How GDPR Helps Life Science Companies Address Data Breaches

By Elisabeth Kohoutek, associate at King & Spalding and Tim Robinson, general counsel at MediSpend

Despite efforts to maintain the highest level of data security, companies sometimes experience data breaches. Keeping received data protected has always been good business practice. After all, a breach is a surefire way to lose the trust of the public.

Now, however, the European Union’s General Data Protection Regulation (GDPR) is raising the stakes for the handling of personal data. GDPR commencement began on May 25, 2018. It applies in all 28 member states of the EU so that all companies established in the EU are subject to GDPR . In addition, all organizations either within or outside the EU that offer goods or services to EU citizens or monitor the behavior of EU subjects are responsible for complying.

Why GDPR Compliance Is Vital

Companies spent much time and money preparing for the official enactment of the law in May. They have good reason to comply with GDPR. With this new law comes higher administrative fines than you could find in individual European Union member countries so far. Germany, for example, could only fine up to 300,000 euro for a data privacy violation. Whereas now serious GDPR violations can cost up to 4 percent of total revenue or 20 million euro.

Definitions That Matter

In addition to stipulating the proper use and maintenance of data and the rights of individuals, the legislation lays out rules for data breach notifications. To begin, you must understand the parties involved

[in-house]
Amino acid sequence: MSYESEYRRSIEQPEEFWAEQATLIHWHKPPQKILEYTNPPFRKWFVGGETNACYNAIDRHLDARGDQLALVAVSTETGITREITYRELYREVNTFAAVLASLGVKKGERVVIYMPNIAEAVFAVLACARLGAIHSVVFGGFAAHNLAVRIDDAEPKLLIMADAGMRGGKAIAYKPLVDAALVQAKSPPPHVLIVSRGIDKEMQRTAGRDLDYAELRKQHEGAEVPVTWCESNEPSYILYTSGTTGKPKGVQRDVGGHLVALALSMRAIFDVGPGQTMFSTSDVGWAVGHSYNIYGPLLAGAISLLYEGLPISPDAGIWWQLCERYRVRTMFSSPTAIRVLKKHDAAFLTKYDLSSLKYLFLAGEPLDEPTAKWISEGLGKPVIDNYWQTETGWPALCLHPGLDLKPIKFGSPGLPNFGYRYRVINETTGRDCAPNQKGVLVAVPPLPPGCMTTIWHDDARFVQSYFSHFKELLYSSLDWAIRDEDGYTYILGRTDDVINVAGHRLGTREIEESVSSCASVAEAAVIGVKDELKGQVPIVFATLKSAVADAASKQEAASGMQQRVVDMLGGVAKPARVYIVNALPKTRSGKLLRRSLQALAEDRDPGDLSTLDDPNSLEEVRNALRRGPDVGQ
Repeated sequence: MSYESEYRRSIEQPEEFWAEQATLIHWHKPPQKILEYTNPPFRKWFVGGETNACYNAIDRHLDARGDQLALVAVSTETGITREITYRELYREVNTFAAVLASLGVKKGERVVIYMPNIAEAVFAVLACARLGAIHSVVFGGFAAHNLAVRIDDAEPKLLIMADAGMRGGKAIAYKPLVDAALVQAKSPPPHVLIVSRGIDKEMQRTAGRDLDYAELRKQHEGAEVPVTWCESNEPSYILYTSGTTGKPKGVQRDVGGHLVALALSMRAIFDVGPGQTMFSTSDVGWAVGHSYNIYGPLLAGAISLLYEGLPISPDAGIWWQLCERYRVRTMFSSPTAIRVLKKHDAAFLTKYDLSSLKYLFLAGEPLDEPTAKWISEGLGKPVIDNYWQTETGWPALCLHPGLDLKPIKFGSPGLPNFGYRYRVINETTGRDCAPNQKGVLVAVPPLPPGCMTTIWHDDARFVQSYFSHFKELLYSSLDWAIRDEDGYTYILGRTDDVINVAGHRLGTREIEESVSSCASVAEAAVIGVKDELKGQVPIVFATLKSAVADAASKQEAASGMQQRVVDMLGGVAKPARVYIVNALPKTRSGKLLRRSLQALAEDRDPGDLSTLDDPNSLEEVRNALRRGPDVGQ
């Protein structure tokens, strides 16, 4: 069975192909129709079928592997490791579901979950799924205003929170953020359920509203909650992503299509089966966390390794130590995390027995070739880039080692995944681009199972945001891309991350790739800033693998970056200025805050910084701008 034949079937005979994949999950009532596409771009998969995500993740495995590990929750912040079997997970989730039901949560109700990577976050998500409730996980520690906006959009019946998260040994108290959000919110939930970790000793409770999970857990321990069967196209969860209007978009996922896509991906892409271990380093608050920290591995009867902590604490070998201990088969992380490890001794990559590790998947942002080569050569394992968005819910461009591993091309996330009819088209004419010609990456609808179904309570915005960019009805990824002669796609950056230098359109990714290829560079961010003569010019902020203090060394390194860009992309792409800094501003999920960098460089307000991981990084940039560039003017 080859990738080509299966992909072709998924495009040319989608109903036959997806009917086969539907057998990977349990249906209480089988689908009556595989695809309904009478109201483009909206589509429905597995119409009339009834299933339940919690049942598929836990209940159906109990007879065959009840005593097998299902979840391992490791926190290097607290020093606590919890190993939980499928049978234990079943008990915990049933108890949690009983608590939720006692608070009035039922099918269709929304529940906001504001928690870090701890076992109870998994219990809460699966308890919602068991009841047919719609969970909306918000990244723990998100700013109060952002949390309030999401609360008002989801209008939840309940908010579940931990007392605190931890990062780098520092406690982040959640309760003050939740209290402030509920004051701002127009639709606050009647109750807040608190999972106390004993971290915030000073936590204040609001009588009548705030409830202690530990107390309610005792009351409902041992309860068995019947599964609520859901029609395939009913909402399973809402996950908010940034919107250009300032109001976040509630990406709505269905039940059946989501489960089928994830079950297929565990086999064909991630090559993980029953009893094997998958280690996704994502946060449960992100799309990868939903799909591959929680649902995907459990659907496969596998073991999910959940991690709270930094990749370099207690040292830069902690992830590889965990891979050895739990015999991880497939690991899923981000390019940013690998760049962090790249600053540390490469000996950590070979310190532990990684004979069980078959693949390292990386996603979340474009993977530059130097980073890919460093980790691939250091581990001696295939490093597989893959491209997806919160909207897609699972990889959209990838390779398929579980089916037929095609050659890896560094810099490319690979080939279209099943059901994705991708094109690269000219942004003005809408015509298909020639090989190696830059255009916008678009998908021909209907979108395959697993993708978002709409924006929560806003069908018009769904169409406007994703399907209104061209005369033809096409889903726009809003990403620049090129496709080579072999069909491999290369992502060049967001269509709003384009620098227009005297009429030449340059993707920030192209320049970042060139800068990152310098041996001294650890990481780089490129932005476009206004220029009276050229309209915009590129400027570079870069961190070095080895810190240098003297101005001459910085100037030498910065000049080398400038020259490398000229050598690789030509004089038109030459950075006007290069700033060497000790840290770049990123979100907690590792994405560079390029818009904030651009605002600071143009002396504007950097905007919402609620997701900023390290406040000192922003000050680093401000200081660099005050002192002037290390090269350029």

• Data processor - This can be an agency or group or an individual who reports to the controller and processes data on the controller’s behalf
  • Controller – This is the person who determines the means of processing data and its purpose. Ultimately, this is who is in control of the data that has been processed.

What Happens If You Have a Data Breach

GDPR provides a framework for the chain of events that must take place once a data breach is recognized. First, the data processor must notify the controller (assuming he or she is the one to realize the problem) with undue delay. Then, the controller must notify the supervisory authority within 72 hours of becoming aware of the breach.

What’s positive for compliance and risk managers is the fact that GDPR spells out the requirements. Notification of a data breach must include the following:

  • Nature of the breach
  • Name and contact of the data protection officer or another contact at the company
  • Description of the consequences of the breach
  • Description of the measures taken or proposed to address the breach

You may also be required to notify individuals affected. Transparency is always a smart move in crisis management, so you may want to share what happened with individuals who may have been victims of the breach anyway.

The Pros of GDPR

In fact, GDPR gives individuals many more rights than they have had in previous carnations of data privacy law in Europe. Companies, as a result, must have the necessary technology platforms to address the requests data subjects can make. For instance, a data subject can request the removal of his or her data.

Before you lament another law, consider the positives of GDPR. Because there is a universal set of standards, the playing field is level for all companies. In addition, across Europe, the rules are the same. The law invokes stronger individual rights. And it ensures added security of personal data. Frankly, companies should want to comply because it makes good business sense, too.

Elisabeth Kohoutek | Tim Robinson

Associate at King & Spalding | General Counsel/Chief Knowledge Officer at MediSpend

Posted on Aug 6, 2018 9:54:18 AM

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